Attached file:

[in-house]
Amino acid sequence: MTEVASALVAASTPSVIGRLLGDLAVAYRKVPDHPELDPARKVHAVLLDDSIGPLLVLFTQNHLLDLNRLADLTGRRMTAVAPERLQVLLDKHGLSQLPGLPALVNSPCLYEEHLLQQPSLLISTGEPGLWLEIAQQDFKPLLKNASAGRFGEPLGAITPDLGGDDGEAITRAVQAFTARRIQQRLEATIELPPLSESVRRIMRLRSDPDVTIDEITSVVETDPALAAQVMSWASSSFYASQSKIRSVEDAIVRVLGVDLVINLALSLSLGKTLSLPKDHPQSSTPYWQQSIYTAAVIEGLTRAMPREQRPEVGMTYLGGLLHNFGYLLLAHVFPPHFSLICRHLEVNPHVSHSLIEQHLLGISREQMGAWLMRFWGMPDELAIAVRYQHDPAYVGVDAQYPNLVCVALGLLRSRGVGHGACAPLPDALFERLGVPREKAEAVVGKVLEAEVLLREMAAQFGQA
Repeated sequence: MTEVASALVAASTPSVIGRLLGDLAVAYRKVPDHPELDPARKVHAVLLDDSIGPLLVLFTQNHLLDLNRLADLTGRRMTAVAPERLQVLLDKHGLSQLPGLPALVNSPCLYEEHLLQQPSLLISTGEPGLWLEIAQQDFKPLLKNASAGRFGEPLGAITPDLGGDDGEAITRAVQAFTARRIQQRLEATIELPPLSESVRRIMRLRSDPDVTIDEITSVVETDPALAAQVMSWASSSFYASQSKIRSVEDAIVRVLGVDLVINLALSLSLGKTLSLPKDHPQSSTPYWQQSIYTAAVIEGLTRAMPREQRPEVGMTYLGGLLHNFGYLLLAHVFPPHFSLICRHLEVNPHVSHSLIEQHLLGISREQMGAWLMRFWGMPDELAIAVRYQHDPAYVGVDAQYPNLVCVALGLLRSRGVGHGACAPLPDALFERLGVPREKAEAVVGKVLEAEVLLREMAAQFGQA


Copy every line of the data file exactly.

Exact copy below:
[in-house]
Amino acid sequence: MTEVASALVAASTPSVIGRLLGDLAVAYRKVPDHPELDPARKVHAVLLDDSIGPLLVLFTQNHLLDLNRLADLTGRRMTAVAPERLQVLLDKHGLSQLPGLPALVNSPCLYEEHLLQQPSLLISTGEPGLWLEIAQQDFKPLLKNASAGRFGEPLGAITPDLGGDDGEAITRAVQAFTARRIQQRLEATIELPPLSESVRRIMRLRSDPDVTIDEITSVVETDPALAAQVMSWASSSFYASQSKIRSVEDAIVRVLGVDLVINLALSLSLGKTLSLPKDHPQSSTPYWQQSIYTAAVIEGLTRAMPREQRPEVGMTYLGGLLHNFGYLLLAHVFPPHFSLICRHLEVNPHVSHSLIEQHLLGISREQMGAWLMRFWGMPDELAIAVRYQHDPAYVGVDAQYPNLVCVALGLLRSRGVGHGACAPLPDALFERLGVPREKAEAVVGKVLEAEVLLREMAAQFGQA
Repeated sequence: MTEVASALVAASTPSVIGRLLGDLAVAYRKVPDHPELDPARKVHAVLLDDSIGPLLVLFTQNHLLDLNRLADLTGRRMTAVAPERLQVLLDKHGLSQLPGLPALVNSPCLYEEHLLQQPSLLISTGEPGLWLEIAQQDFKPLLKNASAGRFGEPLGAITPDLGGDDGEAITRAVQAFTARRIQQRLEATIELPPLSESVRRIMRLRSDPDVTIDEITSVVETDPALAAQVMSWASSSFYASQSKIRSVEDAIVRVLGVDLVINLALSLSLGKTLSLPKDHPQSSTPYWQQSIYTAAVIEGLTRAMPREQRPEVGMTYLGGLLHNFGYLLLAHVFPPHFSLICRHLEVNPHVSHSLIEQHLLGISREQMGAWLMRFWGMPDELAIAVRYQHDPAYVGVDAQYPNLVCVALGLLRSRGVGHGACAPLPDALFERLGVPREKAEAVVGKVLEAEVLLREMAAQFGQA